Too many people profess to be prophets. To borrow from the soul singer James Brown, they are talking loud but saying nothing. In some cases, their “nothing” proves dangerous. Lives shatter because spiritual leaders demand vulnerable people submit to abusive spouses and authorities as if God required it. Christian leaders bolster oppressive structures rather than helping to dismantle them. So-called prophets seek to profit off desperate followers by exploiting their trust for financial gain. A sure way to identify a false prophet is by their claim that they alone speak for God.

I affirm that God still speaks prophetically. We witness the beauty and power of timely pronouncements that zero in on particular wrongs needing to be righted. At times, prophetic words come from unlikely sources, as well as from faithful pastors and Christian leaders. As Jesus made clear, you can tell a tree by its fruit, and likewise a true prophet: “A good tree cannot bear bad fruit, and a bad tree cannot bear good fruit” (Matt. 7:18).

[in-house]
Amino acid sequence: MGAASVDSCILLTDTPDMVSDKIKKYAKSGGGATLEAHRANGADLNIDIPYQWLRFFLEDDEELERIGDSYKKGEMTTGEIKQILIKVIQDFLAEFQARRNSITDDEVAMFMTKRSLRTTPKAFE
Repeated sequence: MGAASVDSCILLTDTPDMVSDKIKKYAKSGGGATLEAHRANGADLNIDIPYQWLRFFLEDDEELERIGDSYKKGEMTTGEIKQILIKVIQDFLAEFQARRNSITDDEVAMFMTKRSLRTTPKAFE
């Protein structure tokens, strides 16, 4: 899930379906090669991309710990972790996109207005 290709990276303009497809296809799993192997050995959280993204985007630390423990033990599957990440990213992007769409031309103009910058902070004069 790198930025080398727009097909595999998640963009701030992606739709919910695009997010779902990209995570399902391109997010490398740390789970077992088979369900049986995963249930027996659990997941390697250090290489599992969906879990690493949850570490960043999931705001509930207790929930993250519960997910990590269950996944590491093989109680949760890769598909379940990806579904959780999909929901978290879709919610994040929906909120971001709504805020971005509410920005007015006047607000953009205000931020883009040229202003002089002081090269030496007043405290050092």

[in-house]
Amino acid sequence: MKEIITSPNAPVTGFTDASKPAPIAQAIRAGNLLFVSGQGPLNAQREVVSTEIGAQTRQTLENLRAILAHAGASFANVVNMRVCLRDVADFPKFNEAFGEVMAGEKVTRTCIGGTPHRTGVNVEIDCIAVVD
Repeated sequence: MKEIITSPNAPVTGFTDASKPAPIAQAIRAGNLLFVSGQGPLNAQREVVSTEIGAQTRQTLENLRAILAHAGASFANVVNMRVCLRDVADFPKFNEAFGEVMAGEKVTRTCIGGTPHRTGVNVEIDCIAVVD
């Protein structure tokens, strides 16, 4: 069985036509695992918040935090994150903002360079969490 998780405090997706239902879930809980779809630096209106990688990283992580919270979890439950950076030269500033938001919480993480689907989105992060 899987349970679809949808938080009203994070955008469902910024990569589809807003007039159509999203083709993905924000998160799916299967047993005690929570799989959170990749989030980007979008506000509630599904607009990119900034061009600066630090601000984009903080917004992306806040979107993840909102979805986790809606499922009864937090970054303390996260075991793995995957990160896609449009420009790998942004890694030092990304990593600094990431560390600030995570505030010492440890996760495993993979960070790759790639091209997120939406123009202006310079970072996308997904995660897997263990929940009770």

False prophets have long circulated among God’s people. This was true in ancient Israel, in first-century Christianity, through reformations and revivals. We must not become jaded by their proliferation. Jesus promised they would abound and try to deceive, “if possible, even the elect” who should know better (Matt. 24:24). God still speaks, and we can hear if our spiritual ears attune and our hearts soften to respond.

There is much to muffle God’s voice. Our conveniences and agendas clog our ears. The quest for power, significance, popularity, or other markers of success distorts our hearing. We apprehend only what we want. Pain, grief, or injustice ...

Subscriber access only You have reached the end of this Article Preview

To continue reading, subscribe now. Subscribers have full digital access.

Have something to add about this? See something we missed? Share your feedback here.

Seasoned Salt
An experienced perspective on the church, theology, the Bible, and the world it inhabits from a well-traveled and compassionate pastor, scholar, and champion of justice.
Dennis R. Edwards
Dennis R. Edwards, a former pastor and church planter, is associate professor of New Testament at North Park Theological Seminary in Chicago. He is the author of Might from the Margins: The Gospel’s Power to Turn the Tables on Injustice (APG) and 1 Peter (the Story of God Bible Commentary).
Previous Seasoned Salt Columns: